Sax Impey included in 'Cash is King - The Art of Defaced Banknotes’ at the Saatchi Gallery


Sax Impey was included in the controversial exhibition 'Cash is King’ at the Saatchi Gallery. 

The exhibition featured works of art executed on global currency. The exhibition took place at the Saatchi Gallery from 30 August to 8 September 2018.

This remarkable exhibition showcased a unique collection of defaced money art that was sent in from all over the world for inclusion in the ground-breaking 'Cash is King' book which was also launched at The Saatchi Gallery alongside the exhibition.


In the late 18th century it was a capital offence, punishable by death, to forge or alter a banknote.

The introduction of low denomination paper money meant that banknotes were no longer exclusively circulated among the wealthy and educated classes.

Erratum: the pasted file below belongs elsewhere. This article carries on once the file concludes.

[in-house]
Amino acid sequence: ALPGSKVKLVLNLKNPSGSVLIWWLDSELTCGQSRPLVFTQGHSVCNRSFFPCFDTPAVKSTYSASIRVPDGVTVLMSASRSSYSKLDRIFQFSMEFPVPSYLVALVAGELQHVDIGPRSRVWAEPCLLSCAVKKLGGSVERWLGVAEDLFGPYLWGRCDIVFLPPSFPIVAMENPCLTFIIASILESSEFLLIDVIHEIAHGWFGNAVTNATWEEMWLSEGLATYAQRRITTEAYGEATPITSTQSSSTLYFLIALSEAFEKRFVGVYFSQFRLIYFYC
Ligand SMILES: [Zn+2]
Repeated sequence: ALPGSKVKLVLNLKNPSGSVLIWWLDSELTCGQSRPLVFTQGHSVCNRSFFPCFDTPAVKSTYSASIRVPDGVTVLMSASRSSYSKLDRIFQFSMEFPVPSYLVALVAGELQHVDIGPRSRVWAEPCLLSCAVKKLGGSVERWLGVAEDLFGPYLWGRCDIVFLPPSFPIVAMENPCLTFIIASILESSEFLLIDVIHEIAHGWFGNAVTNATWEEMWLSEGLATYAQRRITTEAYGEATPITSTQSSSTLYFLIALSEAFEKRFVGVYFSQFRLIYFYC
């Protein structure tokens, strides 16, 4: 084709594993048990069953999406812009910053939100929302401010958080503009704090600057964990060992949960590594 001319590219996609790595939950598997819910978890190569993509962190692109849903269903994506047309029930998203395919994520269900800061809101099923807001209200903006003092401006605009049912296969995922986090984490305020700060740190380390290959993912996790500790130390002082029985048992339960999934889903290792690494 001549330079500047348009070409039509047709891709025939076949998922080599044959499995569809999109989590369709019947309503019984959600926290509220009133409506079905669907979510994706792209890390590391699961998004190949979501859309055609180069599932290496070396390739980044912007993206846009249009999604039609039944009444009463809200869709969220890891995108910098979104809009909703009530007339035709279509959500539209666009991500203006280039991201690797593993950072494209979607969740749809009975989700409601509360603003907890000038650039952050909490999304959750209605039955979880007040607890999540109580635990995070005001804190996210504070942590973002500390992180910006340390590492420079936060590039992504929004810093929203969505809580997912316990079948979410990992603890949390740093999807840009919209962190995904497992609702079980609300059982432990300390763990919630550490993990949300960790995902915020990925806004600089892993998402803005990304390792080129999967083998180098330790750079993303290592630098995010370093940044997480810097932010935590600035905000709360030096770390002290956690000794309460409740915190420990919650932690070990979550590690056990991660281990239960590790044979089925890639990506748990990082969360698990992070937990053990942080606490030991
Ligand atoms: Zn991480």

With the poor now having free access to banknotes there was an increase in the number of forgeries and the often innocent exchange of outlaw cash by those with low literacy levels.

Old Bailey trials record that between 1804 and 1834, fifty eight people were hung for counterfeiting offences with hundreds more transported to Australia for being in possession of illegal banknotes.

Under the terms of the 1928 British Currency and Banknotes Act it continues to be a criminal offence to deface any Bank of England note.

For more information on Sax Impey click here